But there are obstacles between God and His Beloved, aren’t there? First, Pharaoh in Egypt, who had Israel enslaved, then Israel itself becomes an obstacle as she proves over and over again that she is subject to the kingdom of darkness.

Sin and death reign over this world, and they are harsh taskmasters, separating the Lover from His Beloved. But God promised—all the way back to Adam and Eve and then again through the prophets—that His Deliverer, the Messiah, would come. It was only a matter of time.

By the days of Jesus, it was commonly taught that the Deliverer—the Messiah—would come at another Passover. So every year, you can almost picture the Jewish people holding their breath as they’re waiting with anticipation: “Is this the year? Is this finally the time our God is going to send another Deliverer to set us free?”

They were thinking, during the days of Jesus, freedom from Romans, but Israel had a deeper problem than Rome! Even though it’s been generations since they have left Egypt, Egypt is still in them. There’s still that power of sin oppressing the nation . . . and no festival is able to remove it.

During the exodus from Egypt, God gave Israel Passover to remind them of how He brought them out of slavery—because of His great love for them. Through Moses, God led His people out of the kingdom of Pharaoh. In the Festival of Unleavened Bread, God reminds His people they were brought out so they could be brought in, and therefore to remove Egypt from their lives.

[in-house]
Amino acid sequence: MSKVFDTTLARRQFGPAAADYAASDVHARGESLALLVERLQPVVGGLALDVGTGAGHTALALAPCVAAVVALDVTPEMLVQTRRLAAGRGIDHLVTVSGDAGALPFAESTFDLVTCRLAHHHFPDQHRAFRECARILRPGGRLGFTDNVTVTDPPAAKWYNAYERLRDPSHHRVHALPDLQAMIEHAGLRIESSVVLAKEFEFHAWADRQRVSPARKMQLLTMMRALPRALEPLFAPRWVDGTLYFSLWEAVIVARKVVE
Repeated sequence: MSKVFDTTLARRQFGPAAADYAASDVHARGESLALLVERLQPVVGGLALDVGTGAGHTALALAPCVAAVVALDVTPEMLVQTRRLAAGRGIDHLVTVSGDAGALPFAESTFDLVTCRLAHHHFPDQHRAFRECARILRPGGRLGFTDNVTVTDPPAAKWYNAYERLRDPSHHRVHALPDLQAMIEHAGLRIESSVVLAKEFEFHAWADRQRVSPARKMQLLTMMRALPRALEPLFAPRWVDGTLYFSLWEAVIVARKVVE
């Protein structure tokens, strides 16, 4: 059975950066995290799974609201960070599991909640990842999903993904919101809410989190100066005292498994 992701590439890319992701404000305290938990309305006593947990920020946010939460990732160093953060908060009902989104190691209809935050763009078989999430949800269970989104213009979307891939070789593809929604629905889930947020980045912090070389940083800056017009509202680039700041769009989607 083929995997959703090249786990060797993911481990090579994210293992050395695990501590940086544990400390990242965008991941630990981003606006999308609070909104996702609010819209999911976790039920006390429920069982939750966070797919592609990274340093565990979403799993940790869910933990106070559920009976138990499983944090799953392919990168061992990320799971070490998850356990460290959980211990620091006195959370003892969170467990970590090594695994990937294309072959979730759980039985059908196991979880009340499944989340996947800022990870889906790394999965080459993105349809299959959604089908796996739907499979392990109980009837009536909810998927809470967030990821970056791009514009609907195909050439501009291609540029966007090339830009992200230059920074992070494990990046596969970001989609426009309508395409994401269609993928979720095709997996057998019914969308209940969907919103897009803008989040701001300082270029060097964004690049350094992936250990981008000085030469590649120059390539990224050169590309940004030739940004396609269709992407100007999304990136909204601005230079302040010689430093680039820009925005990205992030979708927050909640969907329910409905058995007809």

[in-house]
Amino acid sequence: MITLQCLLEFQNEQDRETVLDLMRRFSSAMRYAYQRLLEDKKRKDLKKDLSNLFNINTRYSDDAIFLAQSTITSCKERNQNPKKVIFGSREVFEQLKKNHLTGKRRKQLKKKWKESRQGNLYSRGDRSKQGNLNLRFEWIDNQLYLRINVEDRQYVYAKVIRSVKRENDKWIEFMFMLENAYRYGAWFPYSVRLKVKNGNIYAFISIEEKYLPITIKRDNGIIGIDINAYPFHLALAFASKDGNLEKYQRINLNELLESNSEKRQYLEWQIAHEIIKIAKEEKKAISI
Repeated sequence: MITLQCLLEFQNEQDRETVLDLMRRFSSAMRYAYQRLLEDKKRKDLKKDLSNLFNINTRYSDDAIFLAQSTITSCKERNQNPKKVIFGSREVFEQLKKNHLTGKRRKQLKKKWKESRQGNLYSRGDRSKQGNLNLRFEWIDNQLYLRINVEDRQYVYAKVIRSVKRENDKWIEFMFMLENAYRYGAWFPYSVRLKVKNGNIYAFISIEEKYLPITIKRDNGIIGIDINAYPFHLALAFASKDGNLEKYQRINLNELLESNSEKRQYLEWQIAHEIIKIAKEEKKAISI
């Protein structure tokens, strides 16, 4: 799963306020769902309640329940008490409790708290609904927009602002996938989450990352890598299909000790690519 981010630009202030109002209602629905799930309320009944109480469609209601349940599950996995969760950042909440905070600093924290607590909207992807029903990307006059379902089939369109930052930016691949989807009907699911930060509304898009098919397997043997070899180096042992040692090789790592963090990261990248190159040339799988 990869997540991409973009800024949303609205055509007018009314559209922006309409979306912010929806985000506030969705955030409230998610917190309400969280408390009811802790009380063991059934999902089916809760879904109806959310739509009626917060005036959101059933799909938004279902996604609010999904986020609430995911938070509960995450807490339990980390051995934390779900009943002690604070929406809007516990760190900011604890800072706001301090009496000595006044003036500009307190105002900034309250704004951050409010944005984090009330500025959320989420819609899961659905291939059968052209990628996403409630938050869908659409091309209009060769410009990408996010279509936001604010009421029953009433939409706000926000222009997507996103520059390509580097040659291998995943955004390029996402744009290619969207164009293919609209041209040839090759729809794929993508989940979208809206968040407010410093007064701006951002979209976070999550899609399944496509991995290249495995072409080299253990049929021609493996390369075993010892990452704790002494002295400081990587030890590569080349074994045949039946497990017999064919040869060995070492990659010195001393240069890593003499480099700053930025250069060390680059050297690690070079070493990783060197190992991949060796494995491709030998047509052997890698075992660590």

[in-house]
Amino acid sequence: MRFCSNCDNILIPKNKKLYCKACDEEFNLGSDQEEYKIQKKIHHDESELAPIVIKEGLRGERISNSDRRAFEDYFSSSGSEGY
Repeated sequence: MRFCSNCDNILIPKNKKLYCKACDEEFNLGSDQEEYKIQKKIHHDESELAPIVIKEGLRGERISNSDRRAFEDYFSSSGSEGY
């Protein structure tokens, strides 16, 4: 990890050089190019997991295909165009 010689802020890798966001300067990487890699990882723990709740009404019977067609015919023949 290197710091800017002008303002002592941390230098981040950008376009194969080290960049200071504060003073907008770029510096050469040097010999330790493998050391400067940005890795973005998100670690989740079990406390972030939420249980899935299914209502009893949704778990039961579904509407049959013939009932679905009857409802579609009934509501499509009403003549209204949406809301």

Every year, they’re to start their bread over, a new loaf, with nothing of the old year in it. This new loaf was to remind the Israelites they were a new creation—a new nation—in order that God could dwell among them and have intimacy with them.

But it isn’t enough, is it? These festivals are an amazing gift from a gracious God, specific times that the Lord of the universe set aside—almost like date nights—to be with His people. They were times of rejoicing, times of celebrating: “Look at what our God has done for us! Look at how amazing He is!” They were reminders of God’s love.

But there’s still a problem; there’s still that separation. God is only able to come so close. He’s not residing in His people; He’s in a building. And only a few people can enter His presence daily. That’s not good enough for this Lover!